With it being late September now, it’s time to release my winter outlook. Earlier thoughts from earlier this month were for a winter with temperatures on a rollercoaster. This would be due to the Polar Jetstream setting up right along the Washington/Oregon border for a good portion of the winter. This is still looking like a possibility when taking a look at the latest models.
The main thing I always look at is the ENSO which is a body of water off the northwestern coast of South America. Figuring out what the sea temperature will be here will be the key to the upcoming winter season. Throughout the Summer, we’ve been in a negative neutral phrase (sea temps between -0.1 to -0.5c below normal). As of today, we’re still negative neutral. Despite these being very small temperature changes from normal, they are still strong enough to change the main storm track. The image below shows where I think the main storm track will set up this winter.
As shown above, a ridge of high pressure will be across much of the west while a trough will sit in the Eastern 2/3rds of the US. This will result in continued dry and warm weather for the Desert Southwest, possibly even extending up into southern Oregon at times. The Pacific Northwest will be just north of the ridge which will aim the storm track directly at us. With storms coming in generally from the southwest, it will be hard to get a cold air mass in place for snow to fall at all elevations. On the other hand though, with the storm track just to the south, if a cold air mass were to set up, it would likely last for a while. Since it’s too hard to tell for sure, I have our temperatures right around average this winter.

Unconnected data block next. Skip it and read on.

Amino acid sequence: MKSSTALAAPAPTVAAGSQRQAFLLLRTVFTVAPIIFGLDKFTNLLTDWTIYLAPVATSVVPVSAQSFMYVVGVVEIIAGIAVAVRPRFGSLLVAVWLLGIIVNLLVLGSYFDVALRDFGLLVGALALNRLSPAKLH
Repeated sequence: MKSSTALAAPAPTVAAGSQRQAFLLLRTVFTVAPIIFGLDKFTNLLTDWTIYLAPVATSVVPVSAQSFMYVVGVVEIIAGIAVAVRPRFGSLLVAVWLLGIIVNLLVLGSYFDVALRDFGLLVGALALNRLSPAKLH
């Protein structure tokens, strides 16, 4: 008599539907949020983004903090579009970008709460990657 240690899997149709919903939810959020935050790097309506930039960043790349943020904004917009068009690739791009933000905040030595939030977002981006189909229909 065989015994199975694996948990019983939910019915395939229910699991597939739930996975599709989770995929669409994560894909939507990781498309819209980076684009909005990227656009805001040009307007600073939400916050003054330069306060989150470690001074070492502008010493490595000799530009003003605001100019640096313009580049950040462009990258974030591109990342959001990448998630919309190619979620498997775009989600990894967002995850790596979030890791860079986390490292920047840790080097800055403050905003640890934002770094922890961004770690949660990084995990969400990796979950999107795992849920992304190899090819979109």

Precipitation will easily be above normal this winter since the storm track will be close by. The main area of heavy rain will be just north of the main storm track. This includes most of Washington, North Idaho and the mountains, and Western Montana. Precipitation will be closer to normal in Oregon and below normal the further south you head.
Snowfall is a big wild card this winter. The mountains should easily see above normal snowfall. The lower elevations are a bit tougher. As I mentioned earlier, the general storm track is from the southwest which is generally warm, but if cold enough air sets up, it could be quite snowy too. Since I’m not 100% sure at this time, I’m forecasting this by elevation.
Elevations 5000′ and up- (50-100″ above normal)
Elevations 3000-4999′- (30-60″ above normal)
Elevations 2500-2999′- (30-40″ above normal)
Elevations 2000-2499′- (10-30″ above normal)
Elevations 1500-1999′- (5-20″ above normal)
Elevations 1000-1499′- (up to 15″ above normal)
Elevations 500-999′- (up to 10″ above normal)
Elevations 250-499′- (up to 5″ above normal)
Elevations 249′ and below- (up to 5″ below normal or above)
With all of that said, since Coeur’d Alene averages 66″ of snow for the winter, we should see 76-96″ this year.